The best way to raise awareness for your prediction market startup is to create a long-term relationship with the Midas Oracle blogger and other web acquaintances (a.k.a. online friends).

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Loic Le Meur:


#2 – Do not pick a PR person, be the spokesperson of the company.

The best person to represent the company is not a PR person and even less an external one. It is YOU. You, the founder, you the CEO. Look at Steve Jobs, Mark Zuckerberg, Richard Branson, they are the PR machines. Does Michael Arrington himself need a PR person to represent himself get TechCrunch known? If you launch your startup, you need to be the one representing it because you have the vision and the passion. If you are shy, get over it. Get training. Try a daily video for example :)

#3 – Participation is NOT marketing.

The most important asset that a startup CEO has or should build is his community. It has nothing to do with marketing. [It] took me 8 years since I started blogging in 2003 to have a community and it is no marketing. It is about sharing every day thoughts, tips, advise, learnings with the community. It is about a continuous dialog with thousands of friends that will gladly help you building the company if you do not consider it as marketing. Of course, you can talk about your products and it may be good marketing at times but it should not be artificial. Marketing fails in communities.


#6 – Do not see bloggers and journalists as target either, they will ignore you.

Make sure that the PR team DOES NOT RESEARCH individual preferences for contact before they reach out, they will tell you what everybody knows about them and you will contact them in the most boring way possible. Take bloggers. Everybody tries to pitch Scoble and Arrington. They are tired of the same formatted boring pitches that come to them exactly the same. They are my friends and if I had tried to pitch them like hell they would have never have. Relationships with journalists and bloggers are the same as real life. They take years. Approaching them artificially with a strong sales pitch is the best way to make sure these relationships will never happen.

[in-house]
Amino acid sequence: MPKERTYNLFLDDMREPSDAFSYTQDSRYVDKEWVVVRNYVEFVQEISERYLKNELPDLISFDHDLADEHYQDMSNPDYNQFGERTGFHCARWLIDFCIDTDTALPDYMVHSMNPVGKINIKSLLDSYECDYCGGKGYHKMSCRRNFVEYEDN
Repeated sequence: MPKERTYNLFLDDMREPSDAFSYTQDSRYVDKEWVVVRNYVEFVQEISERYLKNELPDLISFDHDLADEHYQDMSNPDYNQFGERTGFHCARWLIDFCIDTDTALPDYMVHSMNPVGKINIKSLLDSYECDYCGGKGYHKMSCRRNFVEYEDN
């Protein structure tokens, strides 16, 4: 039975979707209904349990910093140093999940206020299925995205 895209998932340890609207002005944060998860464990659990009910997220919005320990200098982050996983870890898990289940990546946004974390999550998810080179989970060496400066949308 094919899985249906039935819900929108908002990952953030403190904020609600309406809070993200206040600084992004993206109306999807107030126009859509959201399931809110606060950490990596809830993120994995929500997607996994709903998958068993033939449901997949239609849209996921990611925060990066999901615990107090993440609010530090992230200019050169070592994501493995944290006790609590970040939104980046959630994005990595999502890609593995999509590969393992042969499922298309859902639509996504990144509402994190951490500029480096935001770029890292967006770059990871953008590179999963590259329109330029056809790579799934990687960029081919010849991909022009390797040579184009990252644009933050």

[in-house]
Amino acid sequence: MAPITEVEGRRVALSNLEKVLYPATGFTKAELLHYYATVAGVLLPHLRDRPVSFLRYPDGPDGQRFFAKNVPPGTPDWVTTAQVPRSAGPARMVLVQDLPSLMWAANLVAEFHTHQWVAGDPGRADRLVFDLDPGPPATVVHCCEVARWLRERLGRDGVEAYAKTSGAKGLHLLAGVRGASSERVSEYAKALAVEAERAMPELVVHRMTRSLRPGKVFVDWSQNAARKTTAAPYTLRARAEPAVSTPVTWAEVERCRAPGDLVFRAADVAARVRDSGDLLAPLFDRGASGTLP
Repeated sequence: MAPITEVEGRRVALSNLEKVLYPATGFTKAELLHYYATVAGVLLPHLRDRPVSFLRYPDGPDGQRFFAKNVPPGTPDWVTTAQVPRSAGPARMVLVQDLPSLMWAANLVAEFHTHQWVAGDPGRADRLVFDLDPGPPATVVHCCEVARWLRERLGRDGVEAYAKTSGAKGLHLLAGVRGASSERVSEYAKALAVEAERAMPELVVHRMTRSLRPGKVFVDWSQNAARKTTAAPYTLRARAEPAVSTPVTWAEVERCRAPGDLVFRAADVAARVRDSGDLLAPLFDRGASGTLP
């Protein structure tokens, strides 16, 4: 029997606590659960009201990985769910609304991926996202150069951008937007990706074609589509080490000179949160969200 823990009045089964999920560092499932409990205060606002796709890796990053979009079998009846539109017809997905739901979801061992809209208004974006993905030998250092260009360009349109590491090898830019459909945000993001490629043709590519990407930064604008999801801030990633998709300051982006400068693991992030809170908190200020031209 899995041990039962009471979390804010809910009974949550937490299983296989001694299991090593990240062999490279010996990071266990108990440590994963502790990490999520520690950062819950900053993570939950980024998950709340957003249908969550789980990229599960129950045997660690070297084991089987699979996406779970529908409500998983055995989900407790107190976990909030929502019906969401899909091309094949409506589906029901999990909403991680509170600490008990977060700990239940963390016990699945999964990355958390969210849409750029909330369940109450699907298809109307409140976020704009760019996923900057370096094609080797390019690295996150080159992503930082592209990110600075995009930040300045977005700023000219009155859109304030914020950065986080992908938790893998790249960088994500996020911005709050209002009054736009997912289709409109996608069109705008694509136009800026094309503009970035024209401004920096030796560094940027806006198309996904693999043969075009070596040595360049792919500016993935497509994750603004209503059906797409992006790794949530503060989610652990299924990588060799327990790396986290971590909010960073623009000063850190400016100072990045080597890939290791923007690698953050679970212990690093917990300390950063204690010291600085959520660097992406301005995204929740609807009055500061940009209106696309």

#7 – Do not measure success and traffic from PR.

It&#8217-s like if you tried to measure your relationships with your friends! Build strong links with your community, learn from them everyday, enhance your product. If you get coverage from the smallest blogger go and comment to thank him. Do not be obsessed by numbers and results, it is long term relationships that matter.


When I read Loic Le Meurs post, I thought to myself, &#8220-Nigel Eccles read that post months before I did.&#8221- :-D

The 2009 economic recession is perfect timing for creating your prediction market company.

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Michael Arrington:

[T]he tremendous opportunities that arise in down markets. Engineers are much easier to hire. The press have fewer startups and stories to divide their attention. The pond certainly gets smaller, but there are far fewer people fishing, too. For most startups, this is a time to blossom.

Prediction markets = the future of journalism -said, from day one, Emile Servan-Schreiber of NewsFutures. Emile, if you have balls, lets do it -all together.

My yesterday&#8217-s post about the Obama&#8211-Clinton prediction markets was the most popular Midas Oracle story of that Monday. Hummmm&#8230- No idea why&#8230- I was not helped by Google Search or by an external blogger. Sounds like our Midas Oracle web readers and feed subscribers liked it &#8230- for some reasons I have yet to discover fully.


  1. I&#8217-m minding a grand &#8220-Midas Oracle Project&#8220-, and you can join it.
  2. Emile believes that prediction markets represent &#8220-the future of journalism&#8220-. I am trying to mind, specifically, what form could take the &#8220-prediction market journalism&#8220-.
  3. The idea is this: We need to put the charts of prediction markets inside news stories, and those stories should incorporate the meaning of the probability fluctuations (a la Justin Wolfers).